Posted by: genghisprawn | August 14, 2008

Wolf is to Thylacine as Crayfish is to What?

FIG. 79.Palæmon jamaicensis (about 5/7 nat. size). A, female; B, fifth thoracic appendage of male.

FIG. 79. Palæmon jamaicensis. A, female; B, fifth thoracic appendage of male. From The Crayfish (Huxley, 1879).

You’ve heard of wolves placental and marsupial, mantises and mantispids — but crayfish and Palæmon?

A few years back, I stumbled across an 1879 work by Thomas H. Huxley (“Darwin’s bulldog”) entitled The Crayfish: An Introduction to the Study of Zoology. This fascinating piece is available in full through the University of Alberta as well as Google Books. In Chapter VI, Huxley introduces us to one of the least-known — and most striking — cases of evolutionary convergence I’m aware of.

Several species of prawns (Palæmon) abound in our own seas. Other marine prawns are found on the coasts of North America, in the Mediterranean, in the South Atlantic and Indian Oceans, and in the Pacific as far south as New Zealand. But species of the same genus (Palæmon) are met with, living altogether in fresh water, in Lake Erie, in the rivers of Florida, in the Ohio, in the rivers of the Gulf of Mexico, of the West India Islands and of eastern South America, as far as southern Brazil, if not further; in those of Chili and those of Costa Rica in western South America; in the Upper Nile, in West Africa, in Natal, in the Islands of Johanna, Mauritius, and Bourbon, in the Ganges, in the Molucca and Philippine Islands, and probably elsewhere.

Many of these fluviatile prawns differ from the marine species not only in their great size (some attaining a foot or more in length), but still more remarkably in the vast development of the fifth pair of thoracic appendages. These are always larger than the slender fourth pair (which answer to the forceps of the crayfishes) ; and, in the males especially, they are very long and strong, and are terminated by great chelæ, not unlike those of the crayfishes. Hence these fluviatile prawns (known in many places by the name of “Cammarons”) are not unfrequently confounded with true crayfishes; though the fact that there are only three pairs of ordinary legs behind the largest, forceps-like pair, is sufficient at once to distinguish them from any of the Astacidæ.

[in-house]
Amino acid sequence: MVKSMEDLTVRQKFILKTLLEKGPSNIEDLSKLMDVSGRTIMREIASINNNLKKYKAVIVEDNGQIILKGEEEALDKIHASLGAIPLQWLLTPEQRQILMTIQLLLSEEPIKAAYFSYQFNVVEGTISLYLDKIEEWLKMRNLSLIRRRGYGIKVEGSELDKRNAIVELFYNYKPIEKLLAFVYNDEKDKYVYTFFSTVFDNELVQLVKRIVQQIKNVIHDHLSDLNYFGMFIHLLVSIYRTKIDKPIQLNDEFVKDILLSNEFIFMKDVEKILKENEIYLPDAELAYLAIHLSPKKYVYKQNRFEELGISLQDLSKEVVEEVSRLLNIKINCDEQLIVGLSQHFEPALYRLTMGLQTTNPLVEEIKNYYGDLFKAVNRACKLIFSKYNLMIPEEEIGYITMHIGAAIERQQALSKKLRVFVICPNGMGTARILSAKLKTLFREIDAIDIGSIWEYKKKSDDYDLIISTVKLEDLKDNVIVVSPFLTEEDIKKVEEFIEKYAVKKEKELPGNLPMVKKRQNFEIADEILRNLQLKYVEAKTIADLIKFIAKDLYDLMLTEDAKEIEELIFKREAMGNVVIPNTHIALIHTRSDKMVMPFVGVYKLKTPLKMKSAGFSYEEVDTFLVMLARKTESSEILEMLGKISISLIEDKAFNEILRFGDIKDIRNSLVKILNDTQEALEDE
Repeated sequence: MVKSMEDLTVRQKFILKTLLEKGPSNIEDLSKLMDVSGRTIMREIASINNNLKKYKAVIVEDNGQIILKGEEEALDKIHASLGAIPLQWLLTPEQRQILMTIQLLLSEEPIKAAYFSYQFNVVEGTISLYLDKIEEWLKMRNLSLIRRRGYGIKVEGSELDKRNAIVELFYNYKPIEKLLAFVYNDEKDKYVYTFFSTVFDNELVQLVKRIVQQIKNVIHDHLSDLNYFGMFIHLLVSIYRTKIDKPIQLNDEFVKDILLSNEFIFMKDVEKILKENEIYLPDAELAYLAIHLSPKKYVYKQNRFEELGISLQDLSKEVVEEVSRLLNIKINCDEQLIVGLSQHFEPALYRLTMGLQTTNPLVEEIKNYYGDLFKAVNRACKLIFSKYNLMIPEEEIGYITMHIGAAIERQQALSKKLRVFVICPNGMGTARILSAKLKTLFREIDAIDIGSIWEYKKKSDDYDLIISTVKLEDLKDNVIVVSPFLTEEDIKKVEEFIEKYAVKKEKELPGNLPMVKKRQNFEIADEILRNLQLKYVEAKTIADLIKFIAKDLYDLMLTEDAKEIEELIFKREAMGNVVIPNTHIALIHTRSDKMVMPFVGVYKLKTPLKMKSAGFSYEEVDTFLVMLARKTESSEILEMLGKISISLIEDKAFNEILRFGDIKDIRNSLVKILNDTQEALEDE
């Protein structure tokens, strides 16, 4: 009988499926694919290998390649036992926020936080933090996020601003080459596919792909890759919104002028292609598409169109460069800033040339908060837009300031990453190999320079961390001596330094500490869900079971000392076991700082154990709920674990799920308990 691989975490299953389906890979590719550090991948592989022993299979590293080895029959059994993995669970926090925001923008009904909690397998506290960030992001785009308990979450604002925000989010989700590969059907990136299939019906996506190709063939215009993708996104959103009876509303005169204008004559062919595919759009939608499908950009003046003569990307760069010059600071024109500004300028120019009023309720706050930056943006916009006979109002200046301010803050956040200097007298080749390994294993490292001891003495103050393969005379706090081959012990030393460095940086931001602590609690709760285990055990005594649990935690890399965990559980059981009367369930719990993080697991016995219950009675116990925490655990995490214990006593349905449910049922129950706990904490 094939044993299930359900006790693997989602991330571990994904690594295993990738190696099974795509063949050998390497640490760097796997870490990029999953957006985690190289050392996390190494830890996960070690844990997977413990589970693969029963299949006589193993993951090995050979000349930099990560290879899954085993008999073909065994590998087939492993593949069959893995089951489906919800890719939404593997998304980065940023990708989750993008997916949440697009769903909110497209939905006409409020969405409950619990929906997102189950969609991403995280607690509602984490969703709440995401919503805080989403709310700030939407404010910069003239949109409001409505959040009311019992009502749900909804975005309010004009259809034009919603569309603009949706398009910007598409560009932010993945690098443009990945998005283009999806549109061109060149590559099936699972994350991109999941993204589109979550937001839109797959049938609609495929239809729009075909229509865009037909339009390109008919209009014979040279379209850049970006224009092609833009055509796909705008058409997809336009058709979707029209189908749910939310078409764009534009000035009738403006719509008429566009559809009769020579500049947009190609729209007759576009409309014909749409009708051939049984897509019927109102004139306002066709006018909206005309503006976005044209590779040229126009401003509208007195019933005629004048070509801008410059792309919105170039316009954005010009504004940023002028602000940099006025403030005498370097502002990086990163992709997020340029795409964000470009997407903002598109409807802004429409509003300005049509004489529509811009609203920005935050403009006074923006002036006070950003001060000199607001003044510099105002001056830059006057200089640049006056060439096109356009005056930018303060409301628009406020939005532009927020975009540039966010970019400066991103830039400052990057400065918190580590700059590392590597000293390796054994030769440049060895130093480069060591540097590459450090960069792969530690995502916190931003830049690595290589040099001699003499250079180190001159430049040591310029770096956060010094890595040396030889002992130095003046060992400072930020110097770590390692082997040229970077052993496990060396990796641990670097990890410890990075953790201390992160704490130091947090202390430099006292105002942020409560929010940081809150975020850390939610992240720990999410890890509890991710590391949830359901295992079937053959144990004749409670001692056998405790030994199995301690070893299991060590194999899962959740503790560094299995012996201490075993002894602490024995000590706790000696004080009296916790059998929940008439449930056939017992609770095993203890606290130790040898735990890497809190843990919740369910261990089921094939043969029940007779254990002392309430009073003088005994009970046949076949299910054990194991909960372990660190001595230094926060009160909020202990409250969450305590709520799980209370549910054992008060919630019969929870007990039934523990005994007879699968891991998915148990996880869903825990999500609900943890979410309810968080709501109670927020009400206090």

Take a look at today’s species of Palaemon Weber, 1795. None of them bear much resemblance to Huxley’s river-dwelling monsters. What happened?

Palaemon paucidens, an atypical freshwater species from Japan -- no "great chelæ" here!

Well, the genus once served as a catch-all for hundreds of marine, estuarine, and freshwater prawns, but subsequent paring-down has reduced it to 34 species, most of them inhabitants of temperate and tropical coastlines in salt or brackish water (Knowlton et al., 2004). To top things off, some species now included in Palaemon were originally described in the genus Leander E. Desmarest, 1849 (ibid).